FlamesNation Mailbag: Divisional Clinchmas
Photo credit:Mike Gould
By Ryan Pike11 months ago
Last week was Clinchmas, the week where the Calgary Flames officially clinched a spot in the best tournament in sports. This week was Divisional Clinchmas, where they clinched the top seed in the Pacific Division and home ice for the first two rounds.
Let’s check out the mailbag as we creep towards the start of the post-season!
The short answer is that the Flames’ top priority right now is retaining all their pending free agents, particularly Johnny Gaudreau.
But if we’re being honest here, the Flames’ hockey operations braintrust undoubtedly has a “Okay, but what if he walks…” wish list written in a document somewhere. And “settling” for Filip Forsberg, a smart, toolsy right shot winger, is probably not the worst outcome in the world. He’d likely be less expensive than Gaudreau, too. Is he as dynamic as Gaudreau has been (or probably will be over the next few years), nope. But if you can’t lock down Gaudreau, Forsberg isn’t a bad Plan B.
That is: if he doesn’t re-up with Nashville before free agency opens.
I would single out two players: Chris Tanev and Mikael Backlund.
Tanev is the “pairing fixer” for the Flames. He’s really helped Oliver Kylington become the player that Flames brass had hoped he’d become since they drafted him. And during Kylington’s brief absences, Tanev is the guy who’s gone through a bevy of partners – Michael Stone, Connor Mackey and Nikita Zadorov – because he’s the guy that can make it work with anybody. Lose him, and suddenly the Flames lose a big stabilizing force on their blueline.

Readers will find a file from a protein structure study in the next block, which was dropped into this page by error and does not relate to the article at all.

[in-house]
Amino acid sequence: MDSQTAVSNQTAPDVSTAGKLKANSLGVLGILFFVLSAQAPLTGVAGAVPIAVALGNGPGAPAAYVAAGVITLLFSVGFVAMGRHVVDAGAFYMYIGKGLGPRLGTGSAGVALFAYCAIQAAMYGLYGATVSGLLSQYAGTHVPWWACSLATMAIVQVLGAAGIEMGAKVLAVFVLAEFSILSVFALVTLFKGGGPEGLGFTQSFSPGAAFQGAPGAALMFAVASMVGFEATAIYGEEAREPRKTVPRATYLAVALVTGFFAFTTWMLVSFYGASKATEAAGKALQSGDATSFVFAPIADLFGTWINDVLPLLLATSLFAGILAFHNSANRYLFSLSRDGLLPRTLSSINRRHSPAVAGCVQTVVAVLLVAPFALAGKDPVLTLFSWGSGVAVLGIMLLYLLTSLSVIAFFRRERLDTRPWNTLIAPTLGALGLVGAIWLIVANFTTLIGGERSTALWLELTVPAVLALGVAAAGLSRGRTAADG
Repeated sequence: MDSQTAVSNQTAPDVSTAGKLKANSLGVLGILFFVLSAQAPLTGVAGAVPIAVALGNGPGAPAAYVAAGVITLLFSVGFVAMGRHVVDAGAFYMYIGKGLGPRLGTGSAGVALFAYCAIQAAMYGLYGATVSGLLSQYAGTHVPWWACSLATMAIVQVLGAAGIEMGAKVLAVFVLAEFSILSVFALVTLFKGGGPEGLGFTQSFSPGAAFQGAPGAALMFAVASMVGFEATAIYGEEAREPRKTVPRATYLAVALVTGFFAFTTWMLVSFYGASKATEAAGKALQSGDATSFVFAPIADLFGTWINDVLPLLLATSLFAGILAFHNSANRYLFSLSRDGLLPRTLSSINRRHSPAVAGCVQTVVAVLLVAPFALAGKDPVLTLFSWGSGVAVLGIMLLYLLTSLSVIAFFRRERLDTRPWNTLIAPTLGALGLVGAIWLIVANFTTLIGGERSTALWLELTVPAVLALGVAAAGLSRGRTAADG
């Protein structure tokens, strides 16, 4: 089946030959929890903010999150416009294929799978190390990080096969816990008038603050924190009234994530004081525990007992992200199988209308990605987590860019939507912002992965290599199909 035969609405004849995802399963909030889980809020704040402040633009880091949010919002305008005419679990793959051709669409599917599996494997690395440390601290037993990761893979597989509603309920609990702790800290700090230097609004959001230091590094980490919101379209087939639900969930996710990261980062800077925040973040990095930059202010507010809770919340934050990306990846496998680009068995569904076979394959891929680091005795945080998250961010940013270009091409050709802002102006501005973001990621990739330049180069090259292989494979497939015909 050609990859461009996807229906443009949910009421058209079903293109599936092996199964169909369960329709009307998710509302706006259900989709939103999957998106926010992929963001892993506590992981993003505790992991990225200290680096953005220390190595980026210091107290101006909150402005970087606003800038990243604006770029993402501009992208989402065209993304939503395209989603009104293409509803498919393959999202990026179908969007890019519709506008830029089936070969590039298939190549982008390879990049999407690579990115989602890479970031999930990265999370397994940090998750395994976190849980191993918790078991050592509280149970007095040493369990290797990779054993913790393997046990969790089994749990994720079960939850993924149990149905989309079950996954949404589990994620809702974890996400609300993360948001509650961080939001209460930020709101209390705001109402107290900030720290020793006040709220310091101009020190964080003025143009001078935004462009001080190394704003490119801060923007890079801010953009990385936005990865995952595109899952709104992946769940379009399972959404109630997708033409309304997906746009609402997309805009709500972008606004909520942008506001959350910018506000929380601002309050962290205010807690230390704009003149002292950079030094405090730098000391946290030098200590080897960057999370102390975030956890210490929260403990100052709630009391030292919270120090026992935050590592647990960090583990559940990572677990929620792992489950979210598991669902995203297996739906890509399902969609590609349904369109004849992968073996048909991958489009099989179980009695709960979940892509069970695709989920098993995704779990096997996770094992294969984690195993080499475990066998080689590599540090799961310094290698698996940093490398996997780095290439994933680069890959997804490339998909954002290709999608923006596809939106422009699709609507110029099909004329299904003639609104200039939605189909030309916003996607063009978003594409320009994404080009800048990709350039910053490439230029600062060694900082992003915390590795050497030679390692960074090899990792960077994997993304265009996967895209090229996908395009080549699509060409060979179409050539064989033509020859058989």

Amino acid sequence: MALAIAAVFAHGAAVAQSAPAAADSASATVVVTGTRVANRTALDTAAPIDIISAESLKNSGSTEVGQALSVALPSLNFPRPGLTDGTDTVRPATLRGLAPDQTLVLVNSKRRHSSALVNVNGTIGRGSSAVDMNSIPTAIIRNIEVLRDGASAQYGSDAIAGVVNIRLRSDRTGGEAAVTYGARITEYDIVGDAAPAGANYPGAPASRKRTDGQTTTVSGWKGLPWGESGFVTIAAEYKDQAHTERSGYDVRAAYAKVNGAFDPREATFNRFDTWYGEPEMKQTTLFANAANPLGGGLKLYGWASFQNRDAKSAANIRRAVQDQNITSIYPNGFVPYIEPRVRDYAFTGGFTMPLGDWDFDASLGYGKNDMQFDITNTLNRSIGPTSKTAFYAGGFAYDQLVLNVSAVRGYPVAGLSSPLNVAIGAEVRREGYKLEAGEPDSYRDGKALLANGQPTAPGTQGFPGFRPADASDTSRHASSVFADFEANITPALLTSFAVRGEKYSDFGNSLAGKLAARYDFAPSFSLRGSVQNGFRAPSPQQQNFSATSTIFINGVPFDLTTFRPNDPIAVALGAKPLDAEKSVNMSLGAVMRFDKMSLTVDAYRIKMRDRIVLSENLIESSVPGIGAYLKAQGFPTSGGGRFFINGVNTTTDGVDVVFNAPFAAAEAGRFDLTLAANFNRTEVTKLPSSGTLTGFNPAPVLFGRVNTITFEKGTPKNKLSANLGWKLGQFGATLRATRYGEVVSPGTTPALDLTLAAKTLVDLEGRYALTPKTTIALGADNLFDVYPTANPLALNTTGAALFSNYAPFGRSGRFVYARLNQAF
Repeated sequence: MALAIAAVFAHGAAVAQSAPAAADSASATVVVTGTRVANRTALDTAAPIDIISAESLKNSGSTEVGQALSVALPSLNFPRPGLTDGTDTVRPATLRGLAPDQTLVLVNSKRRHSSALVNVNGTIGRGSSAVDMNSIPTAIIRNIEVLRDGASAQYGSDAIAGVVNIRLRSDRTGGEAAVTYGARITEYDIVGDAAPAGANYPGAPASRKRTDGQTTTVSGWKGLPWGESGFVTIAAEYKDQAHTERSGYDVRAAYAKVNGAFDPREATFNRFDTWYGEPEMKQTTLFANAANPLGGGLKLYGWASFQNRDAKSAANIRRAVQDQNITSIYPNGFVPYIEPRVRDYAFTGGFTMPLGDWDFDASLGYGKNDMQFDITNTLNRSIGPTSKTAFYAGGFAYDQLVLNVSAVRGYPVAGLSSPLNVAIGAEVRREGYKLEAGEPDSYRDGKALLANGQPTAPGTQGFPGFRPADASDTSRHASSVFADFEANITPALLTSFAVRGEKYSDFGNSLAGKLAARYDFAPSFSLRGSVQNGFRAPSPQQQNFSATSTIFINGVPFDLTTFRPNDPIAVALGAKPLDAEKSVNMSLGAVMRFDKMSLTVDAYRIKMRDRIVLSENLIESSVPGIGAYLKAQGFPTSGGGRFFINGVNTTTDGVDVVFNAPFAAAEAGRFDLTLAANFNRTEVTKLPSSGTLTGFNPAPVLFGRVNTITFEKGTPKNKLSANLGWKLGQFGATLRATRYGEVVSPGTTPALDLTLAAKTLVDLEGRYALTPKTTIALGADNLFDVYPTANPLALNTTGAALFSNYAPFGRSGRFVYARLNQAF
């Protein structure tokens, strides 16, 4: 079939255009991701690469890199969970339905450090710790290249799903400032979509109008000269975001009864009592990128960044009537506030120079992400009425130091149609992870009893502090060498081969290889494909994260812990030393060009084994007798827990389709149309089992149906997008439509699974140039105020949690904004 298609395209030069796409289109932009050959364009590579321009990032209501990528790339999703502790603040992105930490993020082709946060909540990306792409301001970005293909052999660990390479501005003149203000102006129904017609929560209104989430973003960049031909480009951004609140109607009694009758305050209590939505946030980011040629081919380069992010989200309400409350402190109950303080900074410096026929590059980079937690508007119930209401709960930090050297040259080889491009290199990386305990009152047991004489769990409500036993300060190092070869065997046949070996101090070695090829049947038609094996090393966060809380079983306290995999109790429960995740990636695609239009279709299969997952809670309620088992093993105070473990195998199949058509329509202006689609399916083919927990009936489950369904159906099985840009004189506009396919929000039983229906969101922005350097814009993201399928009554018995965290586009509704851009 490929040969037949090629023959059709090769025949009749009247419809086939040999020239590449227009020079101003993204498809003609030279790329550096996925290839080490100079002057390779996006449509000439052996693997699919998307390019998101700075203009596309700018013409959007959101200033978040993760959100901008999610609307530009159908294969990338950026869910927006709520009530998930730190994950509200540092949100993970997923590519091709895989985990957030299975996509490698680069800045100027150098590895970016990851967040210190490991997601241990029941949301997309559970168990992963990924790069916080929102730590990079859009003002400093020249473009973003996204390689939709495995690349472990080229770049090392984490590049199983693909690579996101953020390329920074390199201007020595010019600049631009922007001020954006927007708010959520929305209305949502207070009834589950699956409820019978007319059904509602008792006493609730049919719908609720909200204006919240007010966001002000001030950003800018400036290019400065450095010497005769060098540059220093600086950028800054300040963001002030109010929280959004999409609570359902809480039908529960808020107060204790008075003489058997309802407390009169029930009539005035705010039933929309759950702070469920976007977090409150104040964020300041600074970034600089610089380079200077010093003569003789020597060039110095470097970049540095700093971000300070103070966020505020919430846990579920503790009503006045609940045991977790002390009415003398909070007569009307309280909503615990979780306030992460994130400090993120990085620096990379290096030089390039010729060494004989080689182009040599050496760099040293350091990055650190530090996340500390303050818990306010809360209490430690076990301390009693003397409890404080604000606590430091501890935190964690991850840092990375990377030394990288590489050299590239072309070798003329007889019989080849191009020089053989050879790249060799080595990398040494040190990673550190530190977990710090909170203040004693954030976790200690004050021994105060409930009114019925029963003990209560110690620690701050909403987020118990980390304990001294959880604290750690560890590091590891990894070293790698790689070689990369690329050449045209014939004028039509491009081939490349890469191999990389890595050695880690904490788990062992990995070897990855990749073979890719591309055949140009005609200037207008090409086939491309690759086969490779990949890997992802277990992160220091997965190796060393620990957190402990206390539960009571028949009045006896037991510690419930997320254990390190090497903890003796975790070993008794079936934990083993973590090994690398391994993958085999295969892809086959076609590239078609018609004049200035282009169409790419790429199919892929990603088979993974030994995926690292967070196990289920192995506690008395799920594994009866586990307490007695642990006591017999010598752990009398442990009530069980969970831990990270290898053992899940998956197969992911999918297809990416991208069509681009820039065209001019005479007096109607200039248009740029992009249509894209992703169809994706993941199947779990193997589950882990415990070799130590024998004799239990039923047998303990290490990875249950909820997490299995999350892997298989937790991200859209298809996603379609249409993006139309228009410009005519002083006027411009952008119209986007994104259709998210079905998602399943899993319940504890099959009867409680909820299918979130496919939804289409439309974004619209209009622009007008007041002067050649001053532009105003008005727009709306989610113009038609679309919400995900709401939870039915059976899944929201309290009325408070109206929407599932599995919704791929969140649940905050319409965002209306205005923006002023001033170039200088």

Up front, Backlund is the shutdown guy, allowing two-way maven Elias Lindholm to be used in more offensively-skewed situations. If you lose Backlund, suddenly the Flames’ centre depth gets really lean really quickly, and you might have to use Calle Jarnkrok (or Dillon Dube…) in a situation they may not be ideally suited for.
I would expect Darryl Sutter to run his bench fairly similarly to how he’s been using it in the regular season, which involves four lines with clearly defined roles and usages. That said, depending on early results I would also expect Sutter to tweak usages and target specific match-ups to maximize results. But the success of the Flames has really relied upon using four lines and grinding the other team into dust with pace and structure, and I don’t think that approach will fundamentally change.
In my previous answer, I noted that the Flames’ style of play works best when they can use all their lines, keep everybody engaged and energized, and then just use all their players to use pace and structure to grind the other team down. But when the Flames take too many penalties, they (a) overtax their players who play on the penalty kill and (b) keep the players who aren’t on the penalty kill on the bench, both of which really mess up the team’s pace and mojo.
If the Flames can simply keep the game at five-on-five, they’ll have a really solid chance at success based upon how well they’ve played during the regular season.
The only person who probably knows for sure is Darryl Sutter, but I’d wager no. Odds are Dustin Wolf won’t be playing for the Flames in the playoffs, and the final three games will likely be dedicated to making sure Jacob Markstrom and Daniel Vladar have some swagger heading into the post-season.
The rules are pretty simple, actually!
While Stockton remains active in the AHL playoffs, the Flames are allowed to (a) have three players on their roster from regular recalls at any given time but aren’t subject to a limit of how many guys they can cycle through, or (b) they can keep all four players they used regular recalls on if they use all four before the end of the regular season. There’s an incentive to use all four call-ups before the end of the season, since it gives you a bigger roster to work with, but the other option gives them flexibility.
Once Stockton’s playoffs are over, everybody can come join the Flames. But considering Stockton is currently first overall in the AHL, the thought is they may be playing for awhile longer.
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